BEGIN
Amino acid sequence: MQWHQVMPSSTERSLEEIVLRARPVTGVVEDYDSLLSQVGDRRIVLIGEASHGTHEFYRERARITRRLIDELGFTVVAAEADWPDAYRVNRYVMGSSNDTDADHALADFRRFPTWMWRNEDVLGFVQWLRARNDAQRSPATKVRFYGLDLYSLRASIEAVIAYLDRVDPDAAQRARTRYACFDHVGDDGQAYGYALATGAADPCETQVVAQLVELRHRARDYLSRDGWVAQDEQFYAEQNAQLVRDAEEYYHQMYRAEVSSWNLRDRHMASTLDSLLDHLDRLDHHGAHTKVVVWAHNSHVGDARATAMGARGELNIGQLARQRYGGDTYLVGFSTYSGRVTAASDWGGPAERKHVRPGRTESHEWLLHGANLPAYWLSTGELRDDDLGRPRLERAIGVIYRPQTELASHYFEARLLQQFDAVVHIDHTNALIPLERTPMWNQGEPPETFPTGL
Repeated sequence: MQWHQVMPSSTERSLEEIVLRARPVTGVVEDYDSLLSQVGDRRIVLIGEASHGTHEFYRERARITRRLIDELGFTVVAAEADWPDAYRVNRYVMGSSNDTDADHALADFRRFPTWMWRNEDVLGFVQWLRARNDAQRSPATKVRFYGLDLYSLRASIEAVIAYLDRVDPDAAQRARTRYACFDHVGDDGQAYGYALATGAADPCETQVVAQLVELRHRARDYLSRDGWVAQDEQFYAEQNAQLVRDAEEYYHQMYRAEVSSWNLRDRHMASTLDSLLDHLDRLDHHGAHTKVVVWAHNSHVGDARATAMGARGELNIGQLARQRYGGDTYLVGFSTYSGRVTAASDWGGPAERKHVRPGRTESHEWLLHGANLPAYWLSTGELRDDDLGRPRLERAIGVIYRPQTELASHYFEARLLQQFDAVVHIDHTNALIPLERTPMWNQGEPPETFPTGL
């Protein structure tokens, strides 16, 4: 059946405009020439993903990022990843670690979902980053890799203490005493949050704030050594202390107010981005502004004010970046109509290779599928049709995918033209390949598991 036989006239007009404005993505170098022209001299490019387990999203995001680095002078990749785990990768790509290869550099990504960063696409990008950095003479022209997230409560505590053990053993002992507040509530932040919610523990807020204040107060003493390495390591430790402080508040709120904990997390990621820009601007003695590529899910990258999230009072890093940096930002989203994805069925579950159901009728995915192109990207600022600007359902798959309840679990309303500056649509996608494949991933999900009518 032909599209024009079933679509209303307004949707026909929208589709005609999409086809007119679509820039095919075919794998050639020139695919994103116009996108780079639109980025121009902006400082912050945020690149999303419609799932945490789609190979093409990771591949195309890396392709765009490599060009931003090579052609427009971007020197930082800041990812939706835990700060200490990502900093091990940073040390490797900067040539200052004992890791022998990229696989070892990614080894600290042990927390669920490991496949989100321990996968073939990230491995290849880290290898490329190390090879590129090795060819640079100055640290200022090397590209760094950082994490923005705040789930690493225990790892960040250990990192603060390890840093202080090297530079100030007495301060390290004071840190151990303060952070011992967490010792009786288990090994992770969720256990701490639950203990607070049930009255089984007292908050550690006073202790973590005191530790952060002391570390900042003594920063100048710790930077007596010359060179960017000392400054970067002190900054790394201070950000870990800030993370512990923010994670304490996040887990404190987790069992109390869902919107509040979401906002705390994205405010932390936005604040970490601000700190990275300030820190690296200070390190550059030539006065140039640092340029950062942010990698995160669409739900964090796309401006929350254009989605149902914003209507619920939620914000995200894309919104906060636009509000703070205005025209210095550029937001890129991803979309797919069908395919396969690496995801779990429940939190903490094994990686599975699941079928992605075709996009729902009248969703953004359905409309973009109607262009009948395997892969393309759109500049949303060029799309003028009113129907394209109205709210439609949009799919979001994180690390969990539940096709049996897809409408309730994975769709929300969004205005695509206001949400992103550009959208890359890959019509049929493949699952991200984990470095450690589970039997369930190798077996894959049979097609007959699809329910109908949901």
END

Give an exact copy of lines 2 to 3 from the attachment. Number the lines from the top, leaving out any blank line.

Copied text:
Repeated sequence: MQWHQVMPSSTERSLEEIVLRARPVTGVVEDYDSLLSQVGDRRIVLIGEASHGTHEFYRERARITRRLIDELGFTVVAAEADWPDAYRVNRYVMGSSNDTDADHALADFRRFPTWMWRNEDVLGFVQWLRARNDAQRSPATKVRFYGLDLYSLRASIEAVIAYLDRVDPDAAQRARTRYACFDHVGDDGQAYGYALATGAADPCETQVVAQLVELRHRARDYLSRDGWVAQDEQFYAEQNAQLVRDAEEYYHQMYRAEVSSWNLRDRHMASTLDSLLDHLDRLDHHGAHTKVVVWAHNSHVGDARATAMGARGELNIGQLARQRYGGDTYLVGFSTYSGRVTAASDWGGPAERKHVRPGRTESHEWLLHGANLPAYWLSTGELRDDDLGRPRLERAIGVIYRPQTELASHYFEARLLQQFDAVVHIDHTNALIPLERTPMWNQGEPPETFPTGL
């Protein structure tokens, strides 16, 4: 059946405009020439993903990022990843670690979902980053890799203490005493949050704030050594202390107010981005502004004010970046109509290779599928049709995918033209390949598991 036989006239007009404005993505170098022209001299490019387990999203995001680095002078990749785990990768790509290869550099990504960063696409990008950095003479022209997230409560505590053990053993002992507040509530932040919610523990807020204040107060003493390495390591430790402080508040709120904990997390990621820009601007003695590529899910990258999230009072890093940096930002989203994805069925579950159901009728995915192109990207600022600007359902798959309840679990309303500056649509996608494949991933999900009518 032909599209024009079933679509209303307004949707026909929208589709005609999409086809007119679509820039095919075919794998050639020139695919994103116009996108780079639109980025121009902006400082912050945020690149999303419609799932945490789609190979093409990771591949195309890396392709765009490599060009931003090579052609427009971007020197930082800041990812939706835990700060200490990502900093091990940073040390490797900067040539200052004992890791022998990229696989070892990614080894600290042990927390669920490991496949989100321990996968073939990230491995290849880290290898490329190390090879590129090795060819640079100055640290200022090397590209760094950082994490923005705040789930690493225990790892960040250990990192603060390890840093202080090297530079100030007495301060390290004071840190151990303060952070011992967490010792009786288990090994992770969720256990701490639950203990607070049930009255089984007292908050550690006073202790973590005191530790952060002391570390900042003594920063100048710790930077007596010359060179960017000392400054970067002190900054790394201070950000870990800030993370512990923010994670304490996040887990404190987790069992109390869902919107509040979401906002705390994205405010932390936005604040970490601000700190990275300030820190690296200070390190550059030539006065140039640092340029950062942010990698995160669409739900964090796309401006929350254009989605149902914003209507619920939620914000995200894309919104906060636009509000703070205005025209210095550029937001890129991803979309797919069908395919396969690496995801779990429940939190903490094994990686599975699941079928992605075709996009729902009248969703953004359905409309973009109607262009009948395997892969393309759109500049949303060029799309003028009113129907394209109205709210439609949009799919979001994180690390969990539940096709049996897809409408309730994975769709929300969004205005695509206001949400992103550009959208890359890959019509049929493949699952991200984990470095450690589970039997369930190798077996894959049979097609007959699809329910109908949901």